I am a consulting project manager rather than one working directly for an organization. So this article may be a bit more applicable to the consultant who has more options to turn down projects (although income is essential and nice). Working as a W2 employee – or even as a contractor within the organization – I don’t think I’ve ever really had the option to say no to a project that was assigned to me…but then again I don’t think I ever tried to say no. If you’re not a consultant and do have the right of first refusal when assigned new projects, then this article is also for you. Independent consultants can say yes or no – but if you want income and don’t want to burn bridges with potential clients in the future, you want your no’s to be for good reason….and infrequent.
So how do we decide which projects to take and which ones to pass on? There is no magical formula, but I contend that there are signs we can look for that may give us an indication of how things might go for us with a given client on a project or consulting engagement? However, we have to listen carefully and sometimes read between the lines. Here are a few signs that I always try to look out for:
The know-it-all client
Heading into an engagement with a client who believes they know everything – including how the project should be run and what technology must be used – can be a major headache for the project manager. Setting the tone early on that your delivery team is in charge and will identify and recommend the best possible solution may be very beneficial in keeping this type of client quiet. However, if it’s apparent that it’s going to be ‘their way or else’ you may want to avoid them altogether.
The freebie client
The client who is looking for free work is dangerous from a scope management and budget management perspective. If you’re an independent PM, I can see a reason to work with this type of client if it’s a tendency you can see before you’ve finalized any contract or agreement. This type of client will always give you a struggle when it comes time to agree to change orders for work that needs to be accomplished that is outside of the original scope of the project. Your team that is working closely with this client may even get frequent requests for small out of scope efforts that when taken as a whole can do a lot of damage to the project schedule and budget. Either run away from this client or educate your team on these tactics and manage the client very closely.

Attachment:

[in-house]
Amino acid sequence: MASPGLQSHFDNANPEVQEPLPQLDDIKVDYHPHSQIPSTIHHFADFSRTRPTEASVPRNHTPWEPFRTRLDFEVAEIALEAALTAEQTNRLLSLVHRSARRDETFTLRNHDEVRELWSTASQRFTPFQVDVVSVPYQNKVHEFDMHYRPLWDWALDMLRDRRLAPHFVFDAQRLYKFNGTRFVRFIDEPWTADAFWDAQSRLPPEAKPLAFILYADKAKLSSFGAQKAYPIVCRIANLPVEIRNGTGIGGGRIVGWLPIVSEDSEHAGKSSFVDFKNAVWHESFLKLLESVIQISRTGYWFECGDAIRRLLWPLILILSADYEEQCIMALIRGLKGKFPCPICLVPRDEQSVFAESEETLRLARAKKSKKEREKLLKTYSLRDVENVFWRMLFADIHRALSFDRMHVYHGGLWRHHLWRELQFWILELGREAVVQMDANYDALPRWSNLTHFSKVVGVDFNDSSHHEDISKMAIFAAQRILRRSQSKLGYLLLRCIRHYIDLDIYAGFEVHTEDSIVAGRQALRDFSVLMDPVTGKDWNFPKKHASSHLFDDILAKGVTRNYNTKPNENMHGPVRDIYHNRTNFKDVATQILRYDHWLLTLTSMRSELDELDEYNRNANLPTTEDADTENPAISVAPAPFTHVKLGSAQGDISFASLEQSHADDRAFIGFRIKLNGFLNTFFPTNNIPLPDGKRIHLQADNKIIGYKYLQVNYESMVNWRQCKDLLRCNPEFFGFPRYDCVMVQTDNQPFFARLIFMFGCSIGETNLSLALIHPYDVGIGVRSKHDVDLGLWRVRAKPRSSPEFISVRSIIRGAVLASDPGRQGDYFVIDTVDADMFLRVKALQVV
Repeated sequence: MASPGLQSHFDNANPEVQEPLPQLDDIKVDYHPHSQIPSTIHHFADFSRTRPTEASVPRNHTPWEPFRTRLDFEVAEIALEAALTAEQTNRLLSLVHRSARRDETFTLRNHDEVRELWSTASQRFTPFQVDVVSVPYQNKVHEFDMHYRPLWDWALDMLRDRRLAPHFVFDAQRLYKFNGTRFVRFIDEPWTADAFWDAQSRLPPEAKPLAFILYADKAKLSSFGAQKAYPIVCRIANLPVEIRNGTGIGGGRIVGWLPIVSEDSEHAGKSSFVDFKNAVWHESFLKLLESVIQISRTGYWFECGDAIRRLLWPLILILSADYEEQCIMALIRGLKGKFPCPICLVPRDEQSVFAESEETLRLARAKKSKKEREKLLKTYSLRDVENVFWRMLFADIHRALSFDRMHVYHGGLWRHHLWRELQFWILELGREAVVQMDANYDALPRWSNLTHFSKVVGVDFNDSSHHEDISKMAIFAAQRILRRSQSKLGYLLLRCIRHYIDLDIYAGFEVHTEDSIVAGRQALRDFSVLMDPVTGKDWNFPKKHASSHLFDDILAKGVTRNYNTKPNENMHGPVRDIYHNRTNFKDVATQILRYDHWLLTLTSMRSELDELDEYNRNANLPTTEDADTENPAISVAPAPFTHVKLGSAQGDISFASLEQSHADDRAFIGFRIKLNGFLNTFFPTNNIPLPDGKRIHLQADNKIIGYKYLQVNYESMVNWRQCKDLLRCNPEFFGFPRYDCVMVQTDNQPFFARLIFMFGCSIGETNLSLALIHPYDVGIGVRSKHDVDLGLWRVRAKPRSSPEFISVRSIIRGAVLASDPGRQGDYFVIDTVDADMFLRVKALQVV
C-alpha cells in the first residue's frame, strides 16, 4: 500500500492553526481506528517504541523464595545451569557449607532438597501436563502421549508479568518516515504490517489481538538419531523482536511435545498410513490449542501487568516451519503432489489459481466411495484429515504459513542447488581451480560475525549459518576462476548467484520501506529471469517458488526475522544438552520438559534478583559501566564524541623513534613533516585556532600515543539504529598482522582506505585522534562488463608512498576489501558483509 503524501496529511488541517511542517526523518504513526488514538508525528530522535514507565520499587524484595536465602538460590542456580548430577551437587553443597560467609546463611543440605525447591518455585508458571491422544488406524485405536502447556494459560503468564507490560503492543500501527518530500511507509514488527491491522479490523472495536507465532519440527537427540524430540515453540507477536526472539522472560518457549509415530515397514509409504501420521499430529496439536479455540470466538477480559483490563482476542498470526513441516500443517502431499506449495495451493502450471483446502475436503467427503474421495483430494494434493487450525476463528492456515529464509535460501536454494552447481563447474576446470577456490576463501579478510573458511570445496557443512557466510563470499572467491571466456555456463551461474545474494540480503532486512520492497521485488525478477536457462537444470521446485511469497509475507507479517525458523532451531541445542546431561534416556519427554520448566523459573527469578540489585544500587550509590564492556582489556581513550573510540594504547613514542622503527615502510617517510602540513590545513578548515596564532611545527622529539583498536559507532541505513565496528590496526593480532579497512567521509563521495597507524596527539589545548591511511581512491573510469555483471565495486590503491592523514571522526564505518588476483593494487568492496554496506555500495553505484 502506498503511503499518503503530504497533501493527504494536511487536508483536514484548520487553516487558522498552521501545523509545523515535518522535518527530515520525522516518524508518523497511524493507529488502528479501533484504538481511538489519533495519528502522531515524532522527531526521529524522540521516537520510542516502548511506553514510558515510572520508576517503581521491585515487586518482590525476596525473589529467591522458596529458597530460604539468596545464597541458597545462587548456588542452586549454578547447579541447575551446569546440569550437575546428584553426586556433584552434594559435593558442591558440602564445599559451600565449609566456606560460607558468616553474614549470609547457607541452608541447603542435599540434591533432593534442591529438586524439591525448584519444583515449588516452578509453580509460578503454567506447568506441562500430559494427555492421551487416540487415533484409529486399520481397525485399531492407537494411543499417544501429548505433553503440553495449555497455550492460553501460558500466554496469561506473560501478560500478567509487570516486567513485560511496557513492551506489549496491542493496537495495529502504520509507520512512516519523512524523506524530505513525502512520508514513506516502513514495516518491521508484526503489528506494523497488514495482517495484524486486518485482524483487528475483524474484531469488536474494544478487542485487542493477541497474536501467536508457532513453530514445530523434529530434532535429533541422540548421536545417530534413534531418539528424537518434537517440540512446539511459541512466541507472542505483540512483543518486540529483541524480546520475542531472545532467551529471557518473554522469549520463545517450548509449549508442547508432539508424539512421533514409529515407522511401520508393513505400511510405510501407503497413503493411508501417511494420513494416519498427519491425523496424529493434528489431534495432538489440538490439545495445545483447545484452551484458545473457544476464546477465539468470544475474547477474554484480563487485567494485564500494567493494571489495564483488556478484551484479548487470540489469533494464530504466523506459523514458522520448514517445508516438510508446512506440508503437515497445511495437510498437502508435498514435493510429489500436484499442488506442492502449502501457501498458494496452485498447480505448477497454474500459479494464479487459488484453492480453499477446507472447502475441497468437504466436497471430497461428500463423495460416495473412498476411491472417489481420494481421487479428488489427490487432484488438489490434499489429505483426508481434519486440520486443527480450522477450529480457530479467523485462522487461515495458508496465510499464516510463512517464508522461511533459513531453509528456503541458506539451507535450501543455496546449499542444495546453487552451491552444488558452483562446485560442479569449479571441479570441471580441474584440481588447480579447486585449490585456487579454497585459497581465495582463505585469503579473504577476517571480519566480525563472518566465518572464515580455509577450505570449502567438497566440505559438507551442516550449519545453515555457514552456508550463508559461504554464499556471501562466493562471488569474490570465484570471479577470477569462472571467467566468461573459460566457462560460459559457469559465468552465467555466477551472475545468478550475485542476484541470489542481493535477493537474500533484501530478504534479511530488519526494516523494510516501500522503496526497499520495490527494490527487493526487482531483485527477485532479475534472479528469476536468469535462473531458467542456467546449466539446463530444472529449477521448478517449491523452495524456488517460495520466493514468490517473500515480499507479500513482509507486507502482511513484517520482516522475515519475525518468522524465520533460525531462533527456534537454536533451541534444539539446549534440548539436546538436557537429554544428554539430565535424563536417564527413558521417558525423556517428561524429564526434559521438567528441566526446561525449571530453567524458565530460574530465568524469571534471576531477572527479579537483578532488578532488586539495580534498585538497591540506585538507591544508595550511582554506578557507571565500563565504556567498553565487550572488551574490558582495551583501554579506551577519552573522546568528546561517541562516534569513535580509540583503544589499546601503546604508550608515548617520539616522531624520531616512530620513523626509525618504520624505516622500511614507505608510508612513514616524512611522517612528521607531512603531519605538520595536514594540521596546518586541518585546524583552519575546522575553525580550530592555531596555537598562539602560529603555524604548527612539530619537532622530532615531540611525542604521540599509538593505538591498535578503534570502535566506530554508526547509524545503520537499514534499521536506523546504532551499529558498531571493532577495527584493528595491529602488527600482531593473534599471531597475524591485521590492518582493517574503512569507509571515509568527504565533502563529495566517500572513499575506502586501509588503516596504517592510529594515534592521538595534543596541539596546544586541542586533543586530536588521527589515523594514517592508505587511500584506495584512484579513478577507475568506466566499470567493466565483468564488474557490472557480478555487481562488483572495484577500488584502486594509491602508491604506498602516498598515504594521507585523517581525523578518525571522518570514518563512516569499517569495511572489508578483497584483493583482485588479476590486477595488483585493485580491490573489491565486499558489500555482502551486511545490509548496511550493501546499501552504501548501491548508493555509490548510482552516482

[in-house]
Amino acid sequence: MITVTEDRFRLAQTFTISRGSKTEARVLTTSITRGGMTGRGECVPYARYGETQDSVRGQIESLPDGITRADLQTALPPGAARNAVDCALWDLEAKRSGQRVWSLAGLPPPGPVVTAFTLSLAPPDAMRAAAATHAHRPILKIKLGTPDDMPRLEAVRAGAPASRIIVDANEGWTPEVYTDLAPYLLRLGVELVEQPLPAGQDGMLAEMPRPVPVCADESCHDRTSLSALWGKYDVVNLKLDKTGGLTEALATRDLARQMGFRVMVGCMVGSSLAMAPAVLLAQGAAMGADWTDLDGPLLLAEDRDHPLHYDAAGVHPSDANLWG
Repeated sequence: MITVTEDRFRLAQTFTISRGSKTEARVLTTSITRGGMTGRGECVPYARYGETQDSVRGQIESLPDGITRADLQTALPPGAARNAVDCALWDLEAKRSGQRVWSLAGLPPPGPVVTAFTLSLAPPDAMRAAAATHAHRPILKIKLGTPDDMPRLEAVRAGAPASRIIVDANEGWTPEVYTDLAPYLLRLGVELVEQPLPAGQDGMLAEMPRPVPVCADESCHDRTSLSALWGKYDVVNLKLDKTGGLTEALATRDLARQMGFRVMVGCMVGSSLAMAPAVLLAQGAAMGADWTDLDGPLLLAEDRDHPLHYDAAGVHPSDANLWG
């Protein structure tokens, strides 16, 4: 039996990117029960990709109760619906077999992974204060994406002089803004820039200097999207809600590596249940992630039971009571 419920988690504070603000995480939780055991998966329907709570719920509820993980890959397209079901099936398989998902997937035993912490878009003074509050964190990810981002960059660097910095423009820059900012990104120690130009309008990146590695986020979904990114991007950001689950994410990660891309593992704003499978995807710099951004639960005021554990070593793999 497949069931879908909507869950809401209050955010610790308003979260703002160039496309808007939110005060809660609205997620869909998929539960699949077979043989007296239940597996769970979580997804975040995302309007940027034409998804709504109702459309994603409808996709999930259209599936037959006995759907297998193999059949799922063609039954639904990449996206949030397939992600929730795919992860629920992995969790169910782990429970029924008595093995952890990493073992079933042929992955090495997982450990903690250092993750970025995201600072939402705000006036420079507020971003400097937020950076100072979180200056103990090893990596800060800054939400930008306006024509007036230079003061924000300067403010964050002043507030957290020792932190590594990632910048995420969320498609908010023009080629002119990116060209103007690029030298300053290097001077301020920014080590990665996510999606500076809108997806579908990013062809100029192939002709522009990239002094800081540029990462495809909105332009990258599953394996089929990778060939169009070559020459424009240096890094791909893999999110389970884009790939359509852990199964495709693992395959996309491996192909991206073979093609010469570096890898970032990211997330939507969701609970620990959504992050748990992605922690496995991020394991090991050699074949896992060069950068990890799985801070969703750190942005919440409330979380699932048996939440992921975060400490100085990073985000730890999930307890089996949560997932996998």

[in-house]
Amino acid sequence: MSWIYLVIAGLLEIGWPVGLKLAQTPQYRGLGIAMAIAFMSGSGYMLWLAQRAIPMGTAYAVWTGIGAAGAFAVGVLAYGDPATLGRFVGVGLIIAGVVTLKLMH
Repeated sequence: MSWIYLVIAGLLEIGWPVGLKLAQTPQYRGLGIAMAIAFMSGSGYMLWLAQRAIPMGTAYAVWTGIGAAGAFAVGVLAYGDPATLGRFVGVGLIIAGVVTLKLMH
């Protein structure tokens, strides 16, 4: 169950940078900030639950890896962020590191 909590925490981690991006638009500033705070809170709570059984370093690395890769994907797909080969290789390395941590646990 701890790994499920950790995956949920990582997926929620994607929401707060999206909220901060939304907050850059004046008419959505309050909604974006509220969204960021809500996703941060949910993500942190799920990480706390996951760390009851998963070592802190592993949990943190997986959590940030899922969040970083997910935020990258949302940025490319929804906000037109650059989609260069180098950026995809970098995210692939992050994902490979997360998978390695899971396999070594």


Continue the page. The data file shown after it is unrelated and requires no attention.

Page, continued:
The start-producing-now client
The client who is in a hurry to get started may put too little weight in good project planning and detailed project requirements documentation. While moving forward with the ‘real work’ on the project may sound enticing, on detailed, long-term projects it can be a recipe for disaster if the planning shortcuts lead to rework and budget issues – which is likely the case. Every time you try to show this client how the schedule needs to run, they may push back on timeframes and want milestones and deliverables accelerated. This type of client needs to be avoided or at least educated in the value of proper project planning efforts and their affect on overall project success.
Sometimes it’s amazingly clear that your project client falls into one of these telltale categories of customers to avoid. Usually, it is not clear – at least not immediately clear. And the last thing you ever want to do is cancel on a client after you’ve already started an engagement – that’s a very easy and fast way to get a horrible reputation as a consultant and project manager. You must learn to do the best you can to identify what type of client they are during pre-sales discussions. This will definitely play to your favor during the rest of your project career.
Again, unless you’re consulting and can turn down whatever client you want, this information may not apply very well to you. But even the project manager who is in an employee situation can benefit from identifying troublesome characteristics in their client before embarking on a long-term project with them. Knowing what you might be in for can help you as you perform project planning, budgeting, risk planning, and set up project task details and timeframes in the project schedule. Be aware, ask some good upfront questions, understand their intentions and hopefully some of their characteristics before embarking on a long project relationship with your client.